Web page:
Yesterday while I was shopping, I left my phone in the car. I came back to find several texts and three missed calls. Two of the calls were from DD and one was from an unknown number - probably a solicitor, I thought. I called DD back; then I saw that there was a voice mail...from my primary care physician's office. I got a sinking feeling in my stomach...it had to be about the mammogram. By then the office was closed for the day.
This morning when I called, the office assistant said, "Hmmm...let me see...here it is...Hmmm"
I broke in saying, "Is everything OK?"
"Oh yes," she said. "Your mammogram results are fine. But the doctor wrote a note. Are you still a patient? We haven't seen you since last year."
I laughed, partially with relief, and partially at what I considered to be an odd question. I haven't been to the doctor because I haven't been sick. (Thank you, BTD!) That's a good thing, it seems to me, but I guess for the doctor's office, it is unusual.
I explained that yes, I was still their patient; that I had been healthy and hadn't needed a doctor. I went on to say that with the mixed study results about mammograms, I had decided to get on a schedule where I had a mammogram, then nine months later a physical, nine months later a mammogram, and so on. That way I would get a mammogram every 18 months and a physical every 18 months. I ended by saying that I would be calling for an appointment in about nine months. The assistant was satisfied.
I feel comfortable with this schedule because there is no history of breast cancer in my family, but I can't end this blog without saying that the prompting to schedule a mammogram last week is because two friends have recently been diagnosed with breast cancer.
One had made the decision not to have mammograms. She found the lump herself, and it has already metastasized. She is pursuing treatment, but realizes the statistics are against her.
The other is a young woman. She not only has breast cancer, but she is pregnant. I do not know how the cancer was found, and I do not know what treatment she will be receiving.
If you have read my blogs for long, you know that I am a Christian, and that I am pro life. But I understand - and I know that God understands - that there are times when the life of an unborn baby is lost to save the life of the mother. I fully support this friend in whatever decision she makes.
In my earliest memories, my family ate eggs for breakfast. Sometimes we had them with bacon, sometimes with cheese, sometimes with biscuits. We all liked eggs. Then there came a day in the 60s when my Aunt Cora got a devastating medical test report. Her cholesterol was high. "Through the ceiling," my mother said. This was before medication was routinely prescribed for high cholesterol. The doctor said she was headed for certain death if she did not change her diet. The first thing that had to go was eggs. She stopped eating eggs. Stopped eating meat. Stopped eating shrimp. Her cholesterol stayed high. I'm guessing it was because of all the margarine we were eating in the 60's, but that's a different story. She never did get her cholesterol under control and she lived to be 2 months short of 90 years old. Except for her last year, she was active and mentally sharp.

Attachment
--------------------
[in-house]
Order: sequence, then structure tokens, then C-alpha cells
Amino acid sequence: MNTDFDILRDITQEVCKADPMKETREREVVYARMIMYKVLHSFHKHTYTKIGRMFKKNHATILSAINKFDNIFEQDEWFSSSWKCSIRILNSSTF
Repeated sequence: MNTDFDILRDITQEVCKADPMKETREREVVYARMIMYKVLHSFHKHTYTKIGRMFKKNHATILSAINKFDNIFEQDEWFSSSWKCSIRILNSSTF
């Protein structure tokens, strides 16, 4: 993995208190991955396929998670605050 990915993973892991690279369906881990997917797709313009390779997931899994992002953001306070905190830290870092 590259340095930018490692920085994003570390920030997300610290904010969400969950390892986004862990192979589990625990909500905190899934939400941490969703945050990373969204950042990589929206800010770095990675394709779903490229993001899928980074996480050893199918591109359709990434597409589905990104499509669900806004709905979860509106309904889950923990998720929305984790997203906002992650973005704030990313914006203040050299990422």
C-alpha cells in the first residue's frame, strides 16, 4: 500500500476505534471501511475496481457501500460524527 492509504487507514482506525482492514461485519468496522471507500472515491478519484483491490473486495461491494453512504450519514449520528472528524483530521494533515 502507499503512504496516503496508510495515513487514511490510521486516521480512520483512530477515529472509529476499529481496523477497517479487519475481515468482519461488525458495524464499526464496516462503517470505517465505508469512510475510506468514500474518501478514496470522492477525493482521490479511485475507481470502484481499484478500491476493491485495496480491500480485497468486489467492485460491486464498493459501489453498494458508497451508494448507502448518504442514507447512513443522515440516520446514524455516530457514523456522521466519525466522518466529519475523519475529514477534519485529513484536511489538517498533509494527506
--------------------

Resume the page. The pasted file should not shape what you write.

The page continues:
The effect on the family was that we didn't eat eggs for breakfast anymore. Instead we had cinnamon toast, donuts, cereal, and honey buns. This was supposed to be healthier than eggs. Arrgh...perhaps this explains why I don't trust anything the establishment says about health.
After four decades of denigrating eggs, now they are back in style. Here are quotes from a recent article about a study from Surrey University that says eating eggs for breakfast can help you lose weight.
"Eggs keep one fuller for longer compared with other common breakfast foods, and are also better for people who want to resist afternoon snacks on biscuits, cake or chocolate," according to the researchers.
Prof Bruce Griffin, said: "This study provides yet more evidence that eating eggs at breakfast can help keep us feeling fuller for longer and may help people to eat less at subsequent meals, thus helping with weight loss."
The article refers to "the growing body of evidence to support eggs as a key ingredient of weight loss diets." It refers to a previous study that found that women who ate an egg for breakfast felt fuller and had less desire to eat other foods for the next 24 hours compared to those who ate a bagel (a breakfast of equal calories).
I'm not trying to lose weight. Thanks to the BTD, my weight has been stable at an attractive and healthy level for nine years.
However - I do have a sensitive digestive system and in the first year after the publication of the GenoType diet Dr. D wrote " Hunter: To help heal and regenerate your digestive tract, aim to eat seven to nine eggs a week" Again Dr. D was ahead of the establishment research studies.
I'm so far out of the habit of eating eggs for breakfast, that I'm not sure I could every go back. However, one of my favorite suppers is an egg and spinach frittata with a sweet potato on the side. I have this combination at least once a week.